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Purposeful Practice: Introduction + Throwing Drill

Before we start, a story about Joe DiMaggio.

He is best known for his remarkable hitting streak during the 1941 season when he recorded a hit in fifty-six consecutive games—a record that still stands more than seventy-five years later.

As the story goes, a journalist was interviewing DiMaggio at his home and asked him what it felt like to be such a “natural hitter.” Without saying a word, he dragged the reporter downstairs. In the shadows of the basement, DiMaggio picked up a bat and began to repeat a series of practice swings. Before each swing, he would call out a particular pitch such as “fastball, low and away” or “slider, inside” and adjust his approach accordingly.

Once he finished the routine, DiMaggio set the bat down, picked up a piece of chalk, and scratched a tally mark on the wall. Then he flicked on the lights to reveal thousands of tally marks covering the basement walls. Supposedly, DiMaggio then looked at the journalist and said, “Don’t you ever tell me that I’m a natural hitter again

(Clear, n.d).

Here’s the scene: You’ve made a goal of throwing outside of practice 3x a week and you’ve succeeded in doing so. Come game time however, that around flick you’ve been working on is as wobbly as before! Sound familiar? It’s not a question of how many hours you’ve put in, although that number is important as well. What we are taking a closer look at over these next four articles is how you’re practicing, not how much. Let’s dive into the art and science of Purposeful Practice.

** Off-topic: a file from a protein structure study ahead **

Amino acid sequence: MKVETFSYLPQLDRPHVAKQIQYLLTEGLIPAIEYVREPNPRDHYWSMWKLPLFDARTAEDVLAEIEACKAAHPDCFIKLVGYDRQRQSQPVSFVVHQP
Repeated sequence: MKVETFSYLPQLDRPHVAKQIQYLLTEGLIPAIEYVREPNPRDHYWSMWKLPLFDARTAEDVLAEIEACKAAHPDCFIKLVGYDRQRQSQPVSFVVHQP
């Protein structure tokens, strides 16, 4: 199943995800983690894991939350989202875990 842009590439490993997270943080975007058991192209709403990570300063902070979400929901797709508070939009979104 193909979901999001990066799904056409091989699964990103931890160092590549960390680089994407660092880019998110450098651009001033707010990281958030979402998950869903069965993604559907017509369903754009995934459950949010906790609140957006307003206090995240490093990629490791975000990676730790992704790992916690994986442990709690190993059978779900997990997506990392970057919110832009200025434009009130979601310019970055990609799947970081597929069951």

In short, purposeful practice (PP) is when you set specific, narrower goals for what you want to successfully do while practicing. A basic-level version of this could look like getting a couple friends together and throwing passes with specific edges to moving teammates as opposed to casual, static partner throwing. An advanced version will be explained later.  This is important because with PP comes automaticity: being able to apply skills and knowledge without reflection, allowing your cognitive resources to handle more challenging tasks (Brown & Bennett, 2002; Moors & De Houwer, 2006). In Ultimate terms, instead of concentrating on which edge you should be using in a certain wind, you let your body take control (which it has learned to do through PP), allowing your mind to think about the poaches and the optimal teammate to pass to.

The following is a suggestion as to how you could incorporate the PP principles into a typical throwing drill.

Purposeful Throwing

Drill suggestion: Sprints + Pendulum with mark (Requires two other friends)

  1. For each set, one person will be the cutter, one person will be the mark, and one person will be the thrower.
  2. Set up cones about 10-15 metres apart and sprint 6-8 times between them. This is to simulate situations when you’ll have to execute throws after making a series of cuts, or defending your check.
  3. The easiest way to explain what the cutter should be doing is by watching this short video. Basically, they are running from side to side 10-15 metres away from the thrower.
  4. If you’re an intermediate to advanced thrower, have the mark positioned in a way where as a thrower, you’ll have to break the mark to hit the cutter in stride. Because this is Purposeful Practice, do not settle for an “OK” throw. Have a specific edge and speed of the disc in mind and strive for perfection.
  5. For the first set, do just IOs. Then OIs for the second set. Then break the mark however you can for the final set.
  6. After the thrower does their 6-8 throws, everyone does their sprints and it’s a new person’s turn to do the throwing.

Have a suggestion for another throwing drill you like? We’d love to hear it in the comments section below. Stay tuned for the second article in the series which will be focused on Purposeful Cutting.